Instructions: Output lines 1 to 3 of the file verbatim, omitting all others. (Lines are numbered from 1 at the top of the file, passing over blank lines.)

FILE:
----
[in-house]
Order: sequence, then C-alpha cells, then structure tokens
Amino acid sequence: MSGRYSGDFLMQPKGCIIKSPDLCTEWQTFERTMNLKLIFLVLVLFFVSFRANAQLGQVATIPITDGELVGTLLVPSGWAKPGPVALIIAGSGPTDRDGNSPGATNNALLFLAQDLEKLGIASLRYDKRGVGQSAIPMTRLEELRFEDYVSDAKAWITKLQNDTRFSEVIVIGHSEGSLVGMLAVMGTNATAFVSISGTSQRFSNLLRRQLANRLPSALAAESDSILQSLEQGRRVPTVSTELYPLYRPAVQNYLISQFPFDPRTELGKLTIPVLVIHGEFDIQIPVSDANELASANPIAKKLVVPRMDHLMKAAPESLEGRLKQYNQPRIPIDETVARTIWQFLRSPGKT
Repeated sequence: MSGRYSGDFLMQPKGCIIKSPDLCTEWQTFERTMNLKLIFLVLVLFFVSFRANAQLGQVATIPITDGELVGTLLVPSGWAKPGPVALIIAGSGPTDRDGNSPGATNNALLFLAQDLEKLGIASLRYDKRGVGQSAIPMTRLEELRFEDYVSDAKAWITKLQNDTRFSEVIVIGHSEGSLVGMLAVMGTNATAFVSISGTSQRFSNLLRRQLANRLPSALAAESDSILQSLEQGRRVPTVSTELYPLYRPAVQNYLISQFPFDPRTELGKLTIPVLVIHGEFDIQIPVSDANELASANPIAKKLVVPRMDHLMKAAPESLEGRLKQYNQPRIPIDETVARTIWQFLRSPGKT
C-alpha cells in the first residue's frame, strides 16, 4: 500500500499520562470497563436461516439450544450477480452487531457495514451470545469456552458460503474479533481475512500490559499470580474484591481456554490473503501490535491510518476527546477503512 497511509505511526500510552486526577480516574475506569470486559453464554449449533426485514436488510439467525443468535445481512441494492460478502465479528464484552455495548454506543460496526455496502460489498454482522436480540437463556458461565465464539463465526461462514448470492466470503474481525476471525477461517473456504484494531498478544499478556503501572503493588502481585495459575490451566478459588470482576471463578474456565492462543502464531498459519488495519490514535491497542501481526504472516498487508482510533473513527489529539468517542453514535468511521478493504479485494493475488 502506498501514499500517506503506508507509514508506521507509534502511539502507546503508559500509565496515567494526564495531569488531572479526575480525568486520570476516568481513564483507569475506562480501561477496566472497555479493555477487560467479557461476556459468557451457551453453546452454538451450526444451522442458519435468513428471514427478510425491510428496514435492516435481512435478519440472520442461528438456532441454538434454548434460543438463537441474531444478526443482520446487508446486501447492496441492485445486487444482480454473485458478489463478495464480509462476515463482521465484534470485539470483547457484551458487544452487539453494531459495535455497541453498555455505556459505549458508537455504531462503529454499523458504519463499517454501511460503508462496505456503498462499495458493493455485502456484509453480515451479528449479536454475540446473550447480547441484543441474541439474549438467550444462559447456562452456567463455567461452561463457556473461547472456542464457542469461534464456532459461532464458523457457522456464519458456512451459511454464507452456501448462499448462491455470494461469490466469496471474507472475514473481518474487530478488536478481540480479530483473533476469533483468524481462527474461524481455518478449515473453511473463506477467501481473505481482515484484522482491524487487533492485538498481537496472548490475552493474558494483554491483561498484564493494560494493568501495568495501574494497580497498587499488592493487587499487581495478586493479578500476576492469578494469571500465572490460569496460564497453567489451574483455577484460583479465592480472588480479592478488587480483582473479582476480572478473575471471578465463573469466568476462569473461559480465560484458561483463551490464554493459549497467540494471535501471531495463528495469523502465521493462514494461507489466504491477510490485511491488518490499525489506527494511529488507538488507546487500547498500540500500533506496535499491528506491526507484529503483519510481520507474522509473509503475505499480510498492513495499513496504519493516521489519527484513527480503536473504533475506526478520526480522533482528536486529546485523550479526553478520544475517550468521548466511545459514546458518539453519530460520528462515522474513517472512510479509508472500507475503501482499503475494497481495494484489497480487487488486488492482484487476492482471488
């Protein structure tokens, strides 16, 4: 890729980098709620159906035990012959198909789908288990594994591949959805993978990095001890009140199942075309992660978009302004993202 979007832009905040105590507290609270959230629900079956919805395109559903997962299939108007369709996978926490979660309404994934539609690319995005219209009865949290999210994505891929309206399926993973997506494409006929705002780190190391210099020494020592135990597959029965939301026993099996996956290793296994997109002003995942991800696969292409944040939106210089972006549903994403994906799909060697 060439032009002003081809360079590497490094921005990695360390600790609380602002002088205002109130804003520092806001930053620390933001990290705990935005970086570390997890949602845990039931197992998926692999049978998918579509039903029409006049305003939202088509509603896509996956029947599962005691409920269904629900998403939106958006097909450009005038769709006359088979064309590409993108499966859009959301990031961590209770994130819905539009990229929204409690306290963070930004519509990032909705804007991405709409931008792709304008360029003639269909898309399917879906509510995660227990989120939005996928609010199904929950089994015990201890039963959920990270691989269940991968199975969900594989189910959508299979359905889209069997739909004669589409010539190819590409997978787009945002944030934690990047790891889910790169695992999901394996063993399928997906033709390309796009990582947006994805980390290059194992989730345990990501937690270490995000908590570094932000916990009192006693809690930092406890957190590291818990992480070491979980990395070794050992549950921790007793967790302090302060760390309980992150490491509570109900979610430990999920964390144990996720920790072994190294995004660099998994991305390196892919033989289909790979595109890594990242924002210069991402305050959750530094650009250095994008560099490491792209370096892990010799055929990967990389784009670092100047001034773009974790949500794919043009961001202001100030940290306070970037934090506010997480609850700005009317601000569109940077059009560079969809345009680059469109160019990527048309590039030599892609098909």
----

[in-house]
Order: sequence, then C-alpha cells, then structure tokens
Amino acid sequence: MSGRYSGDFLMQPKGCIIKSPDLCTEWQTFERTMNLKLIFLVLVLFFVSFRANAQLGQVATIPITDGELVGTLLVPSGWAKPGPVALIIAGSGPTDRDGNSPGATNNALLFLAQDLEKLGIASLRYDKRGVGQSAIPMTRLEELRFEDYVSDAKAWITKLQNDTRFSEVIVIGHSEGSLVGMLAVMGTNATAFVSISGTSQRFSNLLRRQLANRLPSALAAESDSILQSLEQGRRVPTVSTELYPLYRPAVQNYLISQFPFDPRTELGKLTIPVLVIHGEFDIQIPVSDANELASANPIAKKLVVPRMDHLMKAAPESLEGRLKQYNQPRIPIDETVARTIWQFLRSPGKT